FREETOWN (Reuters) - A Sierra Leone military court has charged 13 soldiers and a captain with mutiny and denied them bail, a judge said on Monday, eight months after they were arrested for planning a protest against the president.
The men, who all pleaded not guilty, were arrested last August in the northern town of Makeni for planning a protest during a visit by President Ernest Bai Koroma to his hometown.
Local media said at the time the soldiers had intended to kidnap the president and murder the defense minister during the visit, which was later canceled.
This account has not been independently verified and details of the event leading up to the soldiers' arrests were not addressed in court on Monday.
"In the interest of public safety and the safety of the accused persons themselves, bail is refused," said Judge Otto During, adding the risk of flight was another factor behind the decision.
If found guilty, the men could face a range of punishments from demotion in rank to death by firing squad.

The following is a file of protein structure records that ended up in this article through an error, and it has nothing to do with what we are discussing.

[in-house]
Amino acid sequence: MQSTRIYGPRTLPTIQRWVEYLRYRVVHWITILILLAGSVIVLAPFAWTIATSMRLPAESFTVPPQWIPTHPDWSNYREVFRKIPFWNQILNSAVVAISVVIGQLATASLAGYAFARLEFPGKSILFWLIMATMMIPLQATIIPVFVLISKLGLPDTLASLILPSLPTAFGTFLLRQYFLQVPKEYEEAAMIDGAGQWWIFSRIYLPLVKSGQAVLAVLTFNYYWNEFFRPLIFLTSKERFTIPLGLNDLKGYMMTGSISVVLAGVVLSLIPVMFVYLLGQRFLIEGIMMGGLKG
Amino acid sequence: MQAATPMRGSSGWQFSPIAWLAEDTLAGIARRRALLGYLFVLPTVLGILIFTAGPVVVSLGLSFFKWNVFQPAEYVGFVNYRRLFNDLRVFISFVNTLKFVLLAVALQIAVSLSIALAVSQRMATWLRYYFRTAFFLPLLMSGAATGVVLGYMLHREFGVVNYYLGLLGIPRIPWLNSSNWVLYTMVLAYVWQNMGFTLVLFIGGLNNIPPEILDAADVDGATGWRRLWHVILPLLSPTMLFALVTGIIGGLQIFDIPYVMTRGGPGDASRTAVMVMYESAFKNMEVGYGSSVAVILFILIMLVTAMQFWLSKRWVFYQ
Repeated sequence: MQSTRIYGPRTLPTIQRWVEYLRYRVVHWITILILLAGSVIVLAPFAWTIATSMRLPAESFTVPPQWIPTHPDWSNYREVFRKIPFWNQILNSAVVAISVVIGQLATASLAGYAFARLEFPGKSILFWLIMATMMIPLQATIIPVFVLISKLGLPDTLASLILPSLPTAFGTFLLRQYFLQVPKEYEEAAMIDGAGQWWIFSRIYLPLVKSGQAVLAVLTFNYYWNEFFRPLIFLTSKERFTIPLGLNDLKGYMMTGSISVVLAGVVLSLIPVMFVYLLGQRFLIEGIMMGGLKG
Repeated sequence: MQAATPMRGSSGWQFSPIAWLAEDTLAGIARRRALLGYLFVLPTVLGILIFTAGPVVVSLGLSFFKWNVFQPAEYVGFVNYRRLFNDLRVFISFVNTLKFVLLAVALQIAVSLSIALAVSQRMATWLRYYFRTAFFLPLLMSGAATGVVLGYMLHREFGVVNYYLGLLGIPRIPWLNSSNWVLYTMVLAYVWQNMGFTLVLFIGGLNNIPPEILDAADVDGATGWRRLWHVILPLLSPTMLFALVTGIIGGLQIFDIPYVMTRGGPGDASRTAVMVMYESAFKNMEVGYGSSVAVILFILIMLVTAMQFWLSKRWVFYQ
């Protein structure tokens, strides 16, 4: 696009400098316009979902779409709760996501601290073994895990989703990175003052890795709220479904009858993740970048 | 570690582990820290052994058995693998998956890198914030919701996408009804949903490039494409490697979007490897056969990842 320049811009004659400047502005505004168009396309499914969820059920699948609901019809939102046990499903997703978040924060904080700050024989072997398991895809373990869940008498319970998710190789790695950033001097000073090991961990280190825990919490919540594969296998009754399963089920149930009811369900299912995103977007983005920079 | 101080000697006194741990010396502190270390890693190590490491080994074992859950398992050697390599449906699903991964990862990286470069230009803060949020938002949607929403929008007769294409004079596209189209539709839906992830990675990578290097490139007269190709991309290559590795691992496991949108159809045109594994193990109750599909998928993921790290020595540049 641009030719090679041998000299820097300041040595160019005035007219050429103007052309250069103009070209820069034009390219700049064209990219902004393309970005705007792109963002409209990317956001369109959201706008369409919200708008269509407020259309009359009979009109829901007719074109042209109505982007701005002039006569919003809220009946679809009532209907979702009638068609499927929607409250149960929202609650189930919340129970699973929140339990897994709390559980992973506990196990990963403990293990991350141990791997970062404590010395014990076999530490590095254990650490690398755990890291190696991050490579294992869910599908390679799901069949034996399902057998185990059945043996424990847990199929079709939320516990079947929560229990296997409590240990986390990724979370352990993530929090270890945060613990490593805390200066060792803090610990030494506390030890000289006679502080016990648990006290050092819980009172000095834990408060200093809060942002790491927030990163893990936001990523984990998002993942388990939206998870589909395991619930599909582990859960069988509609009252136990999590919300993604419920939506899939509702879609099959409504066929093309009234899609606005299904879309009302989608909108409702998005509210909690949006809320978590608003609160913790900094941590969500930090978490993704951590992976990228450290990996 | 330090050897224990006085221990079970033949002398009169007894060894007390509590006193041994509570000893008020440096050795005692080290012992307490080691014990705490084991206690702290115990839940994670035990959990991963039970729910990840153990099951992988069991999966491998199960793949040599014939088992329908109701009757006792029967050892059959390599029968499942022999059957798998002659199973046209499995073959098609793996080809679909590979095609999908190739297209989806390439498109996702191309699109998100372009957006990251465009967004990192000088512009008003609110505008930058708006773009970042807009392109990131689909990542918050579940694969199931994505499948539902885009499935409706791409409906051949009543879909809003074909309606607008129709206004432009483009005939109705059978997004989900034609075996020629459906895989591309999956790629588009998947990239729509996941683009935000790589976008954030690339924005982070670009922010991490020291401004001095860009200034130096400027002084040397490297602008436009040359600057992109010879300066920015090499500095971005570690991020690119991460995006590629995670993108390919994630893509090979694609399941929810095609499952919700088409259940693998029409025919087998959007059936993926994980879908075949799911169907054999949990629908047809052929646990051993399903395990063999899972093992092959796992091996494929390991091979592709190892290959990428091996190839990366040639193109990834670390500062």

A Reuters witness at the trial said the group looked healthy and relaxed and several of them waved and smiled to friends and family members present.
Soldiers have complained of low wages and inadequate housing in the West African country, which is struggling to emerge from the 1991-2002 civil war. But protests against President Koroma, who won a second term in a 2012 election, are rare.
(This version of the story was corrected to fix spelling of president's surname to Koroma, not Koromo, throughout.)
(Reporting by Umaru Fofana; Writing by Emma Farge; Editing by Tom Heneghan)